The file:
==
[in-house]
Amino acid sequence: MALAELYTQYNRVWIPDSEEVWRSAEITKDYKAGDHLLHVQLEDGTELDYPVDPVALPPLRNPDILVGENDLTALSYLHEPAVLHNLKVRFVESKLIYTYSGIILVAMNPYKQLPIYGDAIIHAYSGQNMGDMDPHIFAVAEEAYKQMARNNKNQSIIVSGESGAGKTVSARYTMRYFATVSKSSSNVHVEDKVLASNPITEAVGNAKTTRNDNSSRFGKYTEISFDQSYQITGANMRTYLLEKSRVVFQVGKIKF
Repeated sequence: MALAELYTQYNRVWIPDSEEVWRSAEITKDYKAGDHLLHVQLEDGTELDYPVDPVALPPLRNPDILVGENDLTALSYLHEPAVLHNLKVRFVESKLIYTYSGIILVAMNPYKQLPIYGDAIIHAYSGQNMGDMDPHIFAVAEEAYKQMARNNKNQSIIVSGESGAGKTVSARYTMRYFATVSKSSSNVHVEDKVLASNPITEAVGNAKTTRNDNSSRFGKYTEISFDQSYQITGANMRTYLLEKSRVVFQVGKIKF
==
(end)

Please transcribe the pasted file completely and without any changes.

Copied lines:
[in-house]
Amino acid sequence: MALAELYTQYNRVWIPDSEEVWRSAEITKDYKAGDHLLHVQLEDGTELDYPVDPVALPPLRNPDILVGENDLTALSYLHEPAVLHNLKVRFVESKLIYTYSGIILVAMNPYKQLPIYGDAIIHAYSGQNMGDMDPHIFAVAEEAYKQMARNNKNQSIIVSGESGAGKTVSARYTMRYFATVSKSSSNVHVEDKVLASNPITEAVGNAKTTRNDNSSRFGKYTEISFDQSYQITGANMRTYLLEKSRVVFQVGKIKF
Repeated sequence: MALAELYTQYNRVWIPDSEEVWRSAEITKDYKAGDHLLHVQLEDGTELDYPVDPVALPPLRNPDILVGENDLTALSYLHEPAVLHNLKVRFVESKLIYTYSGIILVAMNPYKQLPIYGDAIIHAYSGQNMGDMDPHIFAVAEEAYKQMARNNKNQSIIVSGESGAGKTVSARYTMRYFATVSKSSSNVHVEDKVLASNPITEAVGNAKTTRNDNSSRFGKYTEISFDQSYQITGANMRTYLLEKSRVVFQVGKIKF